For more than half a century, Hiroko Ikuta has been sharing her passion for the artistry of black ink on paper in Los Angeles.
In 1965, together with her late husband, she set up the American Society for the Study of Japanese Calligraphy to promote both traditional and contemporary calligraphy, or shodo, and pass on its philosophy and techniques to the next generation of devotees.
In August, Ikuta and five of her apprentices, Tatsuko Oku, Ritsuko Kashiba, Itsuko Ramos, Tomoko Hiraoka and Mitsuru Shimizu, will exhibit their calligraphic works at the Frederick Harris Gallery.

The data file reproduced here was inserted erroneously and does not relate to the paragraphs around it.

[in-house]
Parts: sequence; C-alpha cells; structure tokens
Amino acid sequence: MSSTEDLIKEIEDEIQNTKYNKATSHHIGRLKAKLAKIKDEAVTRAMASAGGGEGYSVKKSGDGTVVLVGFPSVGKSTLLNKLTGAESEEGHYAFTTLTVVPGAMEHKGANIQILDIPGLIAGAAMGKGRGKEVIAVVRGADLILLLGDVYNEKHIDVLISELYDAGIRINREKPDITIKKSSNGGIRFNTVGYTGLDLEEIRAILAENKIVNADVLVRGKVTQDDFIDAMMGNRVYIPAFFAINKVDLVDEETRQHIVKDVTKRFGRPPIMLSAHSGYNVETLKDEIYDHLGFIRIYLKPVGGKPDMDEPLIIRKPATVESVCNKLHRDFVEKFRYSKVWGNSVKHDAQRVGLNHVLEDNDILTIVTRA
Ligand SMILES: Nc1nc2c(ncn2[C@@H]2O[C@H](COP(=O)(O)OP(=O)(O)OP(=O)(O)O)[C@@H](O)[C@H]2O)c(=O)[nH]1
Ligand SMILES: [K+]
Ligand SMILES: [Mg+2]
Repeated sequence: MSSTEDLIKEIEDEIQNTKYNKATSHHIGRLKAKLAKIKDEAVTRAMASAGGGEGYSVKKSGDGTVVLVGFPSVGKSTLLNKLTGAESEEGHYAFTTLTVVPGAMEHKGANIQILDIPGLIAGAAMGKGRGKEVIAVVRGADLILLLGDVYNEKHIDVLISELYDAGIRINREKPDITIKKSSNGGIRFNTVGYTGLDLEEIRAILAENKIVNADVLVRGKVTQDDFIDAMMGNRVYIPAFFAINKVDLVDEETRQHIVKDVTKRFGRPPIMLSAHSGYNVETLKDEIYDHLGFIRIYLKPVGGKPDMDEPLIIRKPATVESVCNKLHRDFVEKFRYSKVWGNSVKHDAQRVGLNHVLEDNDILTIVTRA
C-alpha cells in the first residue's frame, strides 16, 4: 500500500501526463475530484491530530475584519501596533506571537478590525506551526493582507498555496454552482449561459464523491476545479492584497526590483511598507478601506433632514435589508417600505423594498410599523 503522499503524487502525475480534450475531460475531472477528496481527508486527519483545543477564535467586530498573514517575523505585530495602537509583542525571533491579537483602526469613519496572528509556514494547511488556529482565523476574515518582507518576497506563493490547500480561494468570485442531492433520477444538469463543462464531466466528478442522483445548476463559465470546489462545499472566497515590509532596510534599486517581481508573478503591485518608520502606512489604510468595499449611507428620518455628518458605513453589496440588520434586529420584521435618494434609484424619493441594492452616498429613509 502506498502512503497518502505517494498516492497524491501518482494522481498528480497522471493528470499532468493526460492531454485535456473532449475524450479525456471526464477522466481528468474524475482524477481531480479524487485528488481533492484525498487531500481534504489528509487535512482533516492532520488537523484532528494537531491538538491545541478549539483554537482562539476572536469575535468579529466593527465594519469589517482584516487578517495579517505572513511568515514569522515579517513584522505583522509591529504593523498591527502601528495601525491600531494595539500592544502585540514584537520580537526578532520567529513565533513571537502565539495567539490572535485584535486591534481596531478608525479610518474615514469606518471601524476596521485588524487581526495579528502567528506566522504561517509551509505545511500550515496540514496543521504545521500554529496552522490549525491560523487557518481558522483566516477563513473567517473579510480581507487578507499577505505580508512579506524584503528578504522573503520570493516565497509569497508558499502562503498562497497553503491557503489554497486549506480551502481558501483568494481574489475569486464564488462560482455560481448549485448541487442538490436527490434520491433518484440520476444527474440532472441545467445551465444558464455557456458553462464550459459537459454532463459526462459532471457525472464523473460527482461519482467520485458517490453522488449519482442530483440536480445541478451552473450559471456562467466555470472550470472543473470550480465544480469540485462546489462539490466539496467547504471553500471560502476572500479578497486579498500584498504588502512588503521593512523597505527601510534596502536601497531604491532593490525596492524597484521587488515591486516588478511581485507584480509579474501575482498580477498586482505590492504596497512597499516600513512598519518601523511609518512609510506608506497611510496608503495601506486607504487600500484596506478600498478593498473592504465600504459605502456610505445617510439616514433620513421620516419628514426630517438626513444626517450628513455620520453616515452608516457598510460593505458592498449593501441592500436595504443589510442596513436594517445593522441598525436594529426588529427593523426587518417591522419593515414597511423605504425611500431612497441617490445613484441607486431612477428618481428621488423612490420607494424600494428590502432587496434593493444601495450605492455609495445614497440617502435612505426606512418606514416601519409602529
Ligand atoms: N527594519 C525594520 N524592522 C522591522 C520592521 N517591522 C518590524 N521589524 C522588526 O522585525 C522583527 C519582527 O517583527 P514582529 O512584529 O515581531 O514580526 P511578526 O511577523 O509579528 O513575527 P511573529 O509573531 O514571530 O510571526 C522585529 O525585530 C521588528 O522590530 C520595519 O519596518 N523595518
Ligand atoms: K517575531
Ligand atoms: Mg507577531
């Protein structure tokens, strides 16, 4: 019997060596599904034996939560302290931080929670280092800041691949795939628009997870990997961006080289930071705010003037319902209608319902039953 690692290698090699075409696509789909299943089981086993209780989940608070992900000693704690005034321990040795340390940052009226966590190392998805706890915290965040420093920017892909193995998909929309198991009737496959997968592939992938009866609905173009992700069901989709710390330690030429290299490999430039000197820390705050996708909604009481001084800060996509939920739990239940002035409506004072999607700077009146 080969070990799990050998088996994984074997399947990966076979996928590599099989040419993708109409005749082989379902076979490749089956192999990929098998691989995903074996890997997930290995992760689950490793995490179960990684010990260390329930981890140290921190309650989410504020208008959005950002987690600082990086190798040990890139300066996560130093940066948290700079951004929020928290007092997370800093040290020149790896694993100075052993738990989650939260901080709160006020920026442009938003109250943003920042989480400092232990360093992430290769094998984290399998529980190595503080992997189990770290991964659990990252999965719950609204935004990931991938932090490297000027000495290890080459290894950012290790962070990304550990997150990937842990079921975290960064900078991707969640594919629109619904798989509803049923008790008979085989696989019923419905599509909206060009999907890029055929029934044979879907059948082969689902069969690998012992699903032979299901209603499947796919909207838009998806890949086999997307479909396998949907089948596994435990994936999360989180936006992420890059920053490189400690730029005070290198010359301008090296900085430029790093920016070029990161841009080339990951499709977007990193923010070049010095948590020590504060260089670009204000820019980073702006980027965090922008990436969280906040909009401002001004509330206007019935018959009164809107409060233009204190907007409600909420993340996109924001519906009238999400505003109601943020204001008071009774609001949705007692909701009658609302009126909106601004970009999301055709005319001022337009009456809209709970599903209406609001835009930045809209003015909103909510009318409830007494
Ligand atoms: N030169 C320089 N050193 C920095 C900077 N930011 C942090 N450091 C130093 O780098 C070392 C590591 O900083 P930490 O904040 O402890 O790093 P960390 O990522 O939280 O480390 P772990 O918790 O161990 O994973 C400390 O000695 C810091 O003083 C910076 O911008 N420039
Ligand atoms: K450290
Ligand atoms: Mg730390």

Born in Okayama in 1929, Ikuta studied under calligraphy master Keinan Ohara and Seikai Kunii, a pioneer of contemporary calligraphy.
The American Society for the Study of Japanese Calligraphy is the largest Japanese calligraphy group in the United States.
Nov 21Children's Library | Free
Nov 23Beate Sirota Gordon Classroom | Price: see details